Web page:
new pascha basket cover for fat quarter

And here's the design for regular printing to make cards at home. We like to print the 4 to a page on cardstock, and the kids give them to their friends on Pascha.

Wednesday, February 14, 2018

5 Beautiful Things You Might Not Know About Lent

A few years ago, I wrote about why I love celebrating Lent and Easter. I focused on baskets and eggs and all the things that usually get called pagan. But those things are just the tip of the iceberg. Today I wanted to share 5 things you may not know about Lent, that I think make the season really beautiful (and still totally Christian).

1. Its not just about fasting.
Fasting gets a lot of attention, but it means nothing if not coupled with prayer and almsgiving. Together these three pillars of piety draw us into proper relationship with God (prayer), ourselves (fasting), and our neighbor (almsgiving). (Orthodoxwiki, The Theology of Giving)

And for the record, fasting isn't just about self-denial. Its an exercise. Exercise is hard and hurts in the beginning, but in the end it makes you stronger and sometimes even feels good. 

"What will fasting do for you? Don’t expect quick results, but over the years it will help get your ego out of the way. Fasting will help you gain control over the desires for self-will and immediate self-gratification. Fasting will unite you with Christ who sacrificed himself for you, with the many hungry people in the world, and with 250 million Orthodox Christians in every land with whom you are keeping the Fast." Father Bill Olnhausen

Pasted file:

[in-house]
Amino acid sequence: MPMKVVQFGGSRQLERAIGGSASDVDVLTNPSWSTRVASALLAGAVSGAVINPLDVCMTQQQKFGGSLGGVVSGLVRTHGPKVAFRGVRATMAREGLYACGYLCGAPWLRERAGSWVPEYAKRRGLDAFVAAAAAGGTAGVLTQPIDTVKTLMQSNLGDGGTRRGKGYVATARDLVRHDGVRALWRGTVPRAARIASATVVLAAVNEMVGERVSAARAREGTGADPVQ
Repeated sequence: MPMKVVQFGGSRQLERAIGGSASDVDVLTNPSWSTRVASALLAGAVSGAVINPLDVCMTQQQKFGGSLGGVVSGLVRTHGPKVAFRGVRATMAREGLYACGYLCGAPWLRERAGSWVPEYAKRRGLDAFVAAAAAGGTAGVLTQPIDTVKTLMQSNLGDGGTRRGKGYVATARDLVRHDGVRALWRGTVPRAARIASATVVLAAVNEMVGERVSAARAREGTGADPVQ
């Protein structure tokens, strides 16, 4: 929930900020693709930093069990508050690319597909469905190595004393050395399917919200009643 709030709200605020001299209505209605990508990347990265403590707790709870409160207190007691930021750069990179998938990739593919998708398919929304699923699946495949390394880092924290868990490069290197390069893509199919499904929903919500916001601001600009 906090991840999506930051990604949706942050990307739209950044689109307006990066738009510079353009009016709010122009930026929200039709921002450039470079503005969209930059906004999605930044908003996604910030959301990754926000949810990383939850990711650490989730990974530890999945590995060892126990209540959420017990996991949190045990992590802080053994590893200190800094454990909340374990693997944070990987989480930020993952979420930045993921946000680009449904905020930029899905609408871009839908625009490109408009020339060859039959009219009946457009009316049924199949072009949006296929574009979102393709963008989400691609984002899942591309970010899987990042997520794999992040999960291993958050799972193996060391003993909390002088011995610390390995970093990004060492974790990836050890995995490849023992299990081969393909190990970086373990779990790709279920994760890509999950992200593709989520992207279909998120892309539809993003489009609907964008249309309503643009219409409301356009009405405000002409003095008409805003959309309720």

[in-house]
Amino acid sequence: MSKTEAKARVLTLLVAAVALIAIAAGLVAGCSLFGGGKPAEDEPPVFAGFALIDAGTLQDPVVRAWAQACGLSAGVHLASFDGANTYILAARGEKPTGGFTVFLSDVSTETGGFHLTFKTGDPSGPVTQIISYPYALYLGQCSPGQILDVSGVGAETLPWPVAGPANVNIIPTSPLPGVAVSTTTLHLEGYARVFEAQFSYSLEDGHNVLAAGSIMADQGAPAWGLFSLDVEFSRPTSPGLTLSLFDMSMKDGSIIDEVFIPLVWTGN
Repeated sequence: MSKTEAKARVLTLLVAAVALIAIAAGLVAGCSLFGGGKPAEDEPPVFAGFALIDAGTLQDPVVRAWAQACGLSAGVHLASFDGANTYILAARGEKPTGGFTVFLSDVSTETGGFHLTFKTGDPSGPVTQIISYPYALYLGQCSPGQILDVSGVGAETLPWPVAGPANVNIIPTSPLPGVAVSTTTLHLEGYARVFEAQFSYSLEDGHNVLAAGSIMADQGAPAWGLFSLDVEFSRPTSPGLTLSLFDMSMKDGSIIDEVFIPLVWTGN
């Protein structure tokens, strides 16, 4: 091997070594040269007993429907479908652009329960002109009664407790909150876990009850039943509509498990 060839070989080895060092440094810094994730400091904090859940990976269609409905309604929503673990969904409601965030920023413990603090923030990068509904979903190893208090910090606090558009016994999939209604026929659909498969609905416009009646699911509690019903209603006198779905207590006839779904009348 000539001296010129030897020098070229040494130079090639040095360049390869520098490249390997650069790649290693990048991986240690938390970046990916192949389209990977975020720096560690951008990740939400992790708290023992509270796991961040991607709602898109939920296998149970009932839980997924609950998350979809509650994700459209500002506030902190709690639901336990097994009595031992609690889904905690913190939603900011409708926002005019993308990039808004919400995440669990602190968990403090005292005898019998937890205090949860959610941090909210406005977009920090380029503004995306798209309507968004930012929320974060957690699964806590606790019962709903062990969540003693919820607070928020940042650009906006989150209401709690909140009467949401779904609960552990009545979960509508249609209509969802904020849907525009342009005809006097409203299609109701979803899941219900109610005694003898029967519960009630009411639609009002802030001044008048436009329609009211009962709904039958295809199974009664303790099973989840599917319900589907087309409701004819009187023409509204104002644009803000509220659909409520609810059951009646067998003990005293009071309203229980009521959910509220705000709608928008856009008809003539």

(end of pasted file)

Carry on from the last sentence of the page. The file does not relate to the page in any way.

2. The Prayer of St. Ephraim.
This beautiful prayer is added to our daily personal prayers and included in many of our Lenten services. It was written by a 4th century Syrian monk and poet, and is a summary of what we're working towards during Lent. It is said with prostrations in reverence before God, also reminding us of our baptism and that we fall and get up again. (Wikipedia, Prayer of St. Ephraim)
"O Lord and Master of my life, take from me a spirit of despondency, sloth, love of power, and idle talk. (prostration)
But give to me, your servant, a spirit of sober-mindedness, humility, patience, and love. (prostration)
Yes, O Lord and King, grant me to see my own sins and not to judge my brother, since you are blessed to the ages of ages. Amen. (prostration)"

3. Almsgiving.
The fathers have a lot to say on almsgiving, especially during the fast. These are some of my favorite thoughts:
"When someone steals another's clothes, we call them a thief. Should we not give the same name to one who could clothe the naked and does not? The bread in your cupboard belongs to the hungry; the coat unused in your closet belongs to the one who needs it; the shoes rotting in your closet belong to the one who has no shoes; the money which you hoard up belongs to the poor." - St. Basil the Great